An aide whispers to Sen. Dick Durbin as the Senate Judiciary Committee questions top Obama administration officials about the National Security Agency's surveillance programs. Photo: J. Scott Applewhite / AP

Some senior Congressional aides buy and sell stocks that could have a conflict of interest with their work, according to reporting by Politico. Since May 2015, around 450 aides have bought or sold stock of more than $1K value. There are probably more instances, as aides who make less than $124,406 are not required to report their stock purchases.

Why it matters: It's the aides who often have the more hands-on role in writing the details of legislation that impacts these companies, not the members. While the executive branch is far more strict about violating federal conflict-of-interest laws, and actual members of Congress might face much tougher scrutiny, Congress refuses to crack down on rules about stock trading.

Example: In the nine days between the drug company Mylan being accused by Senate Judiciary Committee leaders of violating Medicaid laws and reaching a multi-million dollar settlement, a Senate Judiciary Committee aide sold $4,004-$60,000 worth of stock in the company, according to Politico.

Throwback: Health and Human Services Secretary Tom Price faced criticism during his Senate hearing for buying stocks in a small biotech company after sitting in health care committees with influence on legislation that would effect the company. Shortly after Price's harsh questioning, several Congressman also invested in the same biotech company.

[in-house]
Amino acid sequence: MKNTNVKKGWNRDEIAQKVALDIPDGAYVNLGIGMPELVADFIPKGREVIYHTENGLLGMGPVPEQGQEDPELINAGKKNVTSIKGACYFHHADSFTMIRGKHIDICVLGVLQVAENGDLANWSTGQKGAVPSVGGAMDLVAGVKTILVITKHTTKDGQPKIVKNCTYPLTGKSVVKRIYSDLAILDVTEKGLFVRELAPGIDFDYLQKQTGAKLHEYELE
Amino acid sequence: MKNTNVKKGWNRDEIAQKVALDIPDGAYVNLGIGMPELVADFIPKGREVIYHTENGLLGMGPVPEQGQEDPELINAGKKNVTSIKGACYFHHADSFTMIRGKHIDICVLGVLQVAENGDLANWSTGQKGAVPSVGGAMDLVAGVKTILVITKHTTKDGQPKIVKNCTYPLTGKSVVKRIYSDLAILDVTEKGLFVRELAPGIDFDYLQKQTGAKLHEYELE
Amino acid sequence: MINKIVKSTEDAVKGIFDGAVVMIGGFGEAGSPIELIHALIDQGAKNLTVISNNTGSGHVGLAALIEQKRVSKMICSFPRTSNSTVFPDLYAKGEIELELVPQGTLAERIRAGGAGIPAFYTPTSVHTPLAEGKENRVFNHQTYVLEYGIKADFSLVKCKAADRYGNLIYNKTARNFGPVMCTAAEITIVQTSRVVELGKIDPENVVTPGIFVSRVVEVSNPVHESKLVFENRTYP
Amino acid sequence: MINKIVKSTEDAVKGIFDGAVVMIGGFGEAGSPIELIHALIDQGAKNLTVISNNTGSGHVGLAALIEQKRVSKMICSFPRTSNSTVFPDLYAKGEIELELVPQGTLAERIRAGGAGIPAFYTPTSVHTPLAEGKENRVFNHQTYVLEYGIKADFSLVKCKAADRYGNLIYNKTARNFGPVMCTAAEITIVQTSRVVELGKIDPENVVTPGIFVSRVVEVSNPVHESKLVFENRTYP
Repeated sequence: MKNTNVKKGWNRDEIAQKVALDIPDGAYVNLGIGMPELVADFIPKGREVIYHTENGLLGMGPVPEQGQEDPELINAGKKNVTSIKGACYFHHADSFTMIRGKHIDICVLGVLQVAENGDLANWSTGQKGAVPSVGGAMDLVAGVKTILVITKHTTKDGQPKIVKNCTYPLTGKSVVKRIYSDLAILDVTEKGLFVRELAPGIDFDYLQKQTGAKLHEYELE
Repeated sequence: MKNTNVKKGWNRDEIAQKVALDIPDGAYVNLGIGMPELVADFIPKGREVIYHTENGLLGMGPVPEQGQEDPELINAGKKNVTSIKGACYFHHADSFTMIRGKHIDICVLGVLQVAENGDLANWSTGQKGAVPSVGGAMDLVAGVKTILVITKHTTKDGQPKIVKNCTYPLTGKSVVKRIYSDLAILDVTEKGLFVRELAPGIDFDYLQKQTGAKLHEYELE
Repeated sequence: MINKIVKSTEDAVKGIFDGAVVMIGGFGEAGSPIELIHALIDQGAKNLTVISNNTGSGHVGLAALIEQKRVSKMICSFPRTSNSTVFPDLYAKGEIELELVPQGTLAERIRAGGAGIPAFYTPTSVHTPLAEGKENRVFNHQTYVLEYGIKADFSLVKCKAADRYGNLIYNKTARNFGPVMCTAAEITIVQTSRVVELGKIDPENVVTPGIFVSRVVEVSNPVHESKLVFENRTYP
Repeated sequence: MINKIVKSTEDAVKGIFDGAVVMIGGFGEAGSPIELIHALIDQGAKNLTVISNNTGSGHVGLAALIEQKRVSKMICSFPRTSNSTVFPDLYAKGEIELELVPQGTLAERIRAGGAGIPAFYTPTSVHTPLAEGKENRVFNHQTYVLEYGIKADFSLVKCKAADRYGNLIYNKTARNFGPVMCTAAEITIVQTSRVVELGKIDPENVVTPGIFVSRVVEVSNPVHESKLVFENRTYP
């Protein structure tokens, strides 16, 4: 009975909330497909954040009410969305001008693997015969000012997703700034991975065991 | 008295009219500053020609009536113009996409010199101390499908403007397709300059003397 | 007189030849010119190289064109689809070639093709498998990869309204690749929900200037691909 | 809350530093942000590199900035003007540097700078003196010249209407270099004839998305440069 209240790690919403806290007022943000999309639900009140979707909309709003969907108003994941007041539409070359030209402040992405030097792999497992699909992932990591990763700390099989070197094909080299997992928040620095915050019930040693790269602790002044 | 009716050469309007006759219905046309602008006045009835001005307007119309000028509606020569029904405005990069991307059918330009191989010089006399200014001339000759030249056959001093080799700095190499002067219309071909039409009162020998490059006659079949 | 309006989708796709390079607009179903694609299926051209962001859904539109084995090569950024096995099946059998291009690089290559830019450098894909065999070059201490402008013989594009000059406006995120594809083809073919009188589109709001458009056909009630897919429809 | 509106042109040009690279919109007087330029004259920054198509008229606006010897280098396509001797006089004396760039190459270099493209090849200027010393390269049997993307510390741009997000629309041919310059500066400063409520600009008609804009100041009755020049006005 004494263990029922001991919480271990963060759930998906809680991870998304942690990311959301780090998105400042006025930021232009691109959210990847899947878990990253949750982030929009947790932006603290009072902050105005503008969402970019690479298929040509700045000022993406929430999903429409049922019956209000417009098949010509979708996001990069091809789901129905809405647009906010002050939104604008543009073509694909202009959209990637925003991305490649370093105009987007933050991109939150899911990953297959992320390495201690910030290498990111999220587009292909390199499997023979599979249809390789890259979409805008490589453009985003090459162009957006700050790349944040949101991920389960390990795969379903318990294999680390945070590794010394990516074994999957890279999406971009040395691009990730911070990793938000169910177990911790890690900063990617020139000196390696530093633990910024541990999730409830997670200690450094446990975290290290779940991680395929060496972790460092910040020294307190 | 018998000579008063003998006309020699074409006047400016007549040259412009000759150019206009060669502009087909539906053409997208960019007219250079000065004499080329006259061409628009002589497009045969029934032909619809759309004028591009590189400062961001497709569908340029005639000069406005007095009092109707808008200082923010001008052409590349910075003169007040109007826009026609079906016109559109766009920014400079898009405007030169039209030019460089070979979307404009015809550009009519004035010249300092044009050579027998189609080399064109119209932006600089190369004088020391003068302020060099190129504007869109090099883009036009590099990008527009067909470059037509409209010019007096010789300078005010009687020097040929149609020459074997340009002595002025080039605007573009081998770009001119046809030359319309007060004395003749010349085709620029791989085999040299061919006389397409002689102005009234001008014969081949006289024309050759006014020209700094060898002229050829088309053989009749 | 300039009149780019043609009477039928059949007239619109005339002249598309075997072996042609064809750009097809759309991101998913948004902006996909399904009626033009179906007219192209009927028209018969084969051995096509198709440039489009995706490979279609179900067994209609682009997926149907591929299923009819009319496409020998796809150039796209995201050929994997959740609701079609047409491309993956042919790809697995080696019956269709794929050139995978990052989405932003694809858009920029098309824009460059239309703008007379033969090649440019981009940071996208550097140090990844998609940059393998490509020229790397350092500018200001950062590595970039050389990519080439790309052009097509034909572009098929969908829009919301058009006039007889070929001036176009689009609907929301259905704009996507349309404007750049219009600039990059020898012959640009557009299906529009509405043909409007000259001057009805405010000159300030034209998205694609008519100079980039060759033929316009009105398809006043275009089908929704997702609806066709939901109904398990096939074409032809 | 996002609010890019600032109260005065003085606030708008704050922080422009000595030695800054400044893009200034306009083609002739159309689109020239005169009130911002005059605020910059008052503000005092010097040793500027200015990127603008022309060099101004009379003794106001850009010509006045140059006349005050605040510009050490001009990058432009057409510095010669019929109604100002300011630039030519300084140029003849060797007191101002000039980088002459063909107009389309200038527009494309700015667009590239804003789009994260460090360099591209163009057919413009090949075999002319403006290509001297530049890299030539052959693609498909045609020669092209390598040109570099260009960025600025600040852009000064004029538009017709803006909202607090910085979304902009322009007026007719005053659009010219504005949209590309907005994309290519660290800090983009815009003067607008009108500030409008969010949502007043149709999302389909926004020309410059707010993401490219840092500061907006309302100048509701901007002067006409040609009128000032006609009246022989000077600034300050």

See Politico's piece for other aides who are known to have traded stocks.

Go deeper

Updated 8 mins ago - Politics & Policy

Coronavirus dashboard

Illustration: Sarah Grillo/Axios

  1. Politics: The swing states where the pandemic is raging — Pence no longer expected to attend Barrett confirmation vote after COVID exposure.
  2. Health: 13 states set single-day case records last week — U.S. reports over 80,000 new cases for second consecutive day.
  3. Business: Where stimulus is needed most.
  4. Education: The dangerous instability of school re-openings.
  5. World: Restrictions grow across Europe.
  6. Media: Fox News president and several hosts advised to quarantine.
54 mins ago - Podcasts

The art and business of political polling

The election is just eight days away, and it’s not just the candidates whose futures are on the line. Political pollsters, four years after wrongly predicting a Hillary Clinton presidency, are viewing it as their own judgment day.

Axios Re:Cap digs into the polls, and what pollsters have changed since 2016, with former FiveThirtyEight writer and current CNN politics analyst Harry Enten.

Twitter launches warnings on election misinformation and delays

Photo: courtesy of Twitter

Twitter will start pinning notices to the top of all U.S. Twitter users’ timelines warning that results in next week’s election may be delayed and that they may encounter misinformation on mail-in voting.

Why it matters: Delayed election results are expected across many states that are handling unprecedented amounts of absentee and mailed ballots, which President Trump has baselessly called "very dangerous" and "corrupt."